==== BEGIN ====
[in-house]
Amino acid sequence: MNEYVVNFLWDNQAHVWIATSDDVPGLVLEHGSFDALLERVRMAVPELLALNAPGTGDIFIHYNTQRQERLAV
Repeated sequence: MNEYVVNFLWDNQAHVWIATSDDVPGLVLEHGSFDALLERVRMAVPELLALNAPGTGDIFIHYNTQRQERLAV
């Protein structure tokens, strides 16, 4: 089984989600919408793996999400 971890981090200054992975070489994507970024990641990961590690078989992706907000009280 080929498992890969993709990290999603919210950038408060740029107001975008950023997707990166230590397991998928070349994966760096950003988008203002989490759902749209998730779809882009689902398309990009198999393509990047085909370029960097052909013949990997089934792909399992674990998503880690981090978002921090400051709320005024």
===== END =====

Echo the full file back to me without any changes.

[in-house]
Amino acid sequence: MNEYVVNFLWDNQAHVWIATSDDVPGLVLEHGSFDALLERVRMAVPELLALNAPGTGDIFIHYNTQRQERLAV
Repeated sequence: MNEYVVNFLWDNQAHVWIATSDDVPGLVLEHGSFDALLERVRMAVPELLALNAPGTGDIFIHYNTQRQERLAV
């Protein structure tokens, strides 16, 4: 089984989600919408793996999400 971890981090200054992975070489994507970024990641990961590690078989992706907000009280 080929498992890969993709990290999603919210950038408060740029107001975008950023997707990166230590397991998928070349994966760096950003988008203002989490759902749209998730779809882009689902398309990009198999393509990047085909370029960097052909013949990997089934792909399992674990998503880690981090978002921090400051709320005024």